Special Project 18:00 08 Feb 2022

Who are the "whistleblowers"? How civil society guards are protected in Ukraine

Who are the whistleblowers? Why does Ukrainian society need them? Why is it possible to expose not only corruption, and what is the difference between whistleblowing and alleging a law violation? Andrii Biletskyi, Administrative Director of the ACREC Interdisciplinary Research and Anti-Corruption Center, and Oleksandr Kalitenko, Transparency International Ukraine's Legal Adviser, explain.

Ukraine's first solutions journalism publication Rubryka, together with Freedom House Ukraine, is launching a series of interviews with civil society experts and activists, and regional investigative journalists. We will talk about the importance of protecting journalistic sources and whistleblowers, work peculiarities, the nuances of investigations, and the handling of socially important information.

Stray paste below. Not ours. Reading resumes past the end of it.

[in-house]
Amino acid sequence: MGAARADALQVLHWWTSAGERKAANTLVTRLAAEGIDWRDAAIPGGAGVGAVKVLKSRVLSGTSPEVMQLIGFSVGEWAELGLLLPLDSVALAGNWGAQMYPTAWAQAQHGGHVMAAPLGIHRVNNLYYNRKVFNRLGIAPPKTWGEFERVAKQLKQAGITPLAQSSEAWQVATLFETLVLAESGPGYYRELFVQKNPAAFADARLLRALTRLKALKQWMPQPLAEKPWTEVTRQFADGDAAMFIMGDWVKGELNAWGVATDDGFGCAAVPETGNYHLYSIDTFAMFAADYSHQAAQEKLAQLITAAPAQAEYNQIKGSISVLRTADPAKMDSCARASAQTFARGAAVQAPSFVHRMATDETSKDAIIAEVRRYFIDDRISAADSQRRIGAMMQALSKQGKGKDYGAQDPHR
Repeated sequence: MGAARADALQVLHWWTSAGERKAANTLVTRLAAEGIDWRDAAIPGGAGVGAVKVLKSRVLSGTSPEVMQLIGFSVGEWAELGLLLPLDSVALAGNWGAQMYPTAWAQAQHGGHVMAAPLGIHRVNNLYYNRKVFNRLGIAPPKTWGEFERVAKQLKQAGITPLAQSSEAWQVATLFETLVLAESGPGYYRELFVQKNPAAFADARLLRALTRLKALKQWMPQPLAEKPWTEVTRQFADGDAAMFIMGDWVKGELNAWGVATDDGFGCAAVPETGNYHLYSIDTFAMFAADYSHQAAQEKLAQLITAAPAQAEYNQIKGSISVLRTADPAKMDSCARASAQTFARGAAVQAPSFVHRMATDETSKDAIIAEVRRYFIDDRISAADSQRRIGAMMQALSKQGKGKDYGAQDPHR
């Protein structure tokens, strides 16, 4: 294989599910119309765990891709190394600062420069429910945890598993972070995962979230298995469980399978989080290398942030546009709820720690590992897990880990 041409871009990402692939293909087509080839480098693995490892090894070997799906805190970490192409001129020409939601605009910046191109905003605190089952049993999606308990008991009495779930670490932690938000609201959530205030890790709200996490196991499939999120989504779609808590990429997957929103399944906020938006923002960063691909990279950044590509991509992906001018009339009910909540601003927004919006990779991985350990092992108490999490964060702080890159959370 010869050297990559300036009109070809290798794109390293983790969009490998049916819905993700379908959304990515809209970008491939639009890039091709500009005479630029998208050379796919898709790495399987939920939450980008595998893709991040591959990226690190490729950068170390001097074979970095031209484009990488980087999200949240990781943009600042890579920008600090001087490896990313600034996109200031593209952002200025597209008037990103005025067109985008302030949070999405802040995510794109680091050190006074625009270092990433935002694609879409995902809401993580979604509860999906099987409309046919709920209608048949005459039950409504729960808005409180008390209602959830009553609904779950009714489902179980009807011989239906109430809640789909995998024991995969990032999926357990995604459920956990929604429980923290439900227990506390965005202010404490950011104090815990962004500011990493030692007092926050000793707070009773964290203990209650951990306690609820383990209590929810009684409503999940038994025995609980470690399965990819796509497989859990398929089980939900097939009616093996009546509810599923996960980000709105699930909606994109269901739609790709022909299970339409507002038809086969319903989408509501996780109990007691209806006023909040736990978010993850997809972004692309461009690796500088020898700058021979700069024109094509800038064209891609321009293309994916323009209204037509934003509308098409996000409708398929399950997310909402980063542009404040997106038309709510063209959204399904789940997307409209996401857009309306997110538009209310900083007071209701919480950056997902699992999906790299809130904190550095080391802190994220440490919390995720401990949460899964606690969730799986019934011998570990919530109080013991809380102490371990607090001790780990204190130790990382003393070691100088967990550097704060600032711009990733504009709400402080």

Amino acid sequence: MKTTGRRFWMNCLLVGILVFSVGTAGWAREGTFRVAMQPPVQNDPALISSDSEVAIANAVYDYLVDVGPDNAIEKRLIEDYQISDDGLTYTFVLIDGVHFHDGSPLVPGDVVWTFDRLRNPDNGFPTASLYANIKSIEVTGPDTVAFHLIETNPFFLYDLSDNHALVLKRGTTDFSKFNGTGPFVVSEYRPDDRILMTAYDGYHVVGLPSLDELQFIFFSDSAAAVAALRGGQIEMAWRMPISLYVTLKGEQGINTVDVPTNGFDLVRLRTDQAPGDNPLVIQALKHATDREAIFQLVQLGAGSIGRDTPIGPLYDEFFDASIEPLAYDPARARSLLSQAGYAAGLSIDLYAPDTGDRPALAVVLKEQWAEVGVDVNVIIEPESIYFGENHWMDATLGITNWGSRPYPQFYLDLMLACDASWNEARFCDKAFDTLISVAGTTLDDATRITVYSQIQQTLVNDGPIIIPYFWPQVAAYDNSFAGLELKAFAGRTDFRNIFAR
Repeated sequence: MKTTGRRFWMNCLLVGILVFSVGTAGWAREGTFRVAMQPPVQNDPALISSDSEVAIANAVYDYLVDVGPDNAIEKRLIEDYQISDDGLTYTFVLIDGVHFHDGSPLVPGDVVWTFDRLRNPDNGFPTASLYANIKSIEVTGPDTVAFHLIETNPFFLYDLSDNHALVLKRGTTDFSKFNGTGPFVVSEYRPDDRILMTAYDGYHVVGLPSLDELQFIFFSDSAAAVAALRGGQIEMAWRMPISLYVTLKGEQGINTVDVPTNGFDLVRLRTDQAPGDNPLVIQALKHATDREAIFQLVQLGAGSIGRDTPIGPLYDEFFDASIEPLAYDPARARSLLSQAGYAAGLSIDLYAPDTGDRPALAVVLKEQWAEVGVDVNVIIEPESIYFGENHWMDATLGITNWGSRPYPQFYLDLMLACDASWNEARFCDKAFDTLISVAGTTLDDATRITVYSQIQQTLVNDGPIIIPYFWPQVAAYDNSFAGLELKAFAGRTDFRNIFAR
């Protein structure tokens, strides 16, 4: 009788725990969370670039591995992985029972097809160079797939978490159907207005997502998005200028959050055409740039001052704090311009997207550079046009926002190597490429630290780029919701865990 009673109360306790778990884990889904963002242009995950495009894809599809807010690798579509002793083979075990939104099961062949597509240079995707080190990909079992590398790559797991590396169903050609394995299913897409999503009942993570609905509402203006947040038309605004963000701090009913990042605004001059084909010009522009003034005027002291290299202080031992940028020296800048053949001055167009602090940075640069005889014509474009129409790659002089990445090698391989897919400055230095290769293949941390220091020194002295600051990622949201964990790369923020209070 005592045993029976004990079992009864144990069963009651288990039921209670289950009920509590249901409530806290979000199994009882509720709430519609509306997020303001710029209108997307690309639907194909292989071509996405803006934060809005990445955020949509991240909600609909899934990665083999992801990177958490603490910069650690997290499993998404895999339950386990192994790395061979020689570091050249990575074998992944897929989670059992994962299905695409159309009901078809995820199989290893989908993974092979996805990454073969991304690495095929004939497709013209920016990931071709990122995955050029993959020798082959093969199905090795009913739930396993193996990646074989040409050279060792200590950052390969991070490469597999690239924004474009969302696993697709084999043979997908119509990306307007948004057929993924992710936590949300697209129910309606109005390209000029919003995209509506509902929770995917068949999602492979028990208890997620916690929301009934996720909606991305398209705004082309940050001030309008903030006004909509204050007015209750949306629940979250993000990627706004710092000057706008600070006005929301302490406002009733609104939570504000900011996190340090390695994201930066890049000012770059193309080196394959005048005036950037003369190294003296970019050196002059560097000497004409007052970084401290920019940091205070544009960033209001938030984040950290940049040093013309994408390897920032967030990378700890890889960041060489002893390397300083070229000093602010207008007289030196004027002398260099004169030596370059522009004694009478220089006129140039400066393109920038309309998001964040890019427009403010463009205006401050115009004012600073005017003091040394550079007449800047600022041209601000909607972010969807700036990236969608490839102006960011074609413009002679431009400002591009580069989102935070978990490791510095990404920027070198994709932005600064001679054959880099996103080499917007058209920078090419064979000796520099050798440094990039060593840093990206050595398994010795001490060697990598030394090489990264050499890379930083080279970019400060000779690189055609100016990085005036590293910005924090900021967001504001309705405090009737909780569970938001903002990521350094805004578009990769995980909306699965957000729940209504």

The special project will be about:

  • rights and guarantees of whistleblowers in Ukraine,
  • high-profile regional investigations and their impact on the course of events in the region,
  • protection of journalistic sources and methods of working with anonymous messages,
  • how to ensure the security and privacy of whistleblowers,
  • how the world experience of protecting whistleblowers of socially important information can be useful to Ukraine.

The series of interviews will be opened by Andrii Biletskyi, Administrative Director of the ACREC Interdisciplinary Research and Education Center for Combating Corruption, and Oleksandr Kalitenko, Legal Adviser at Transparency International Ukraine.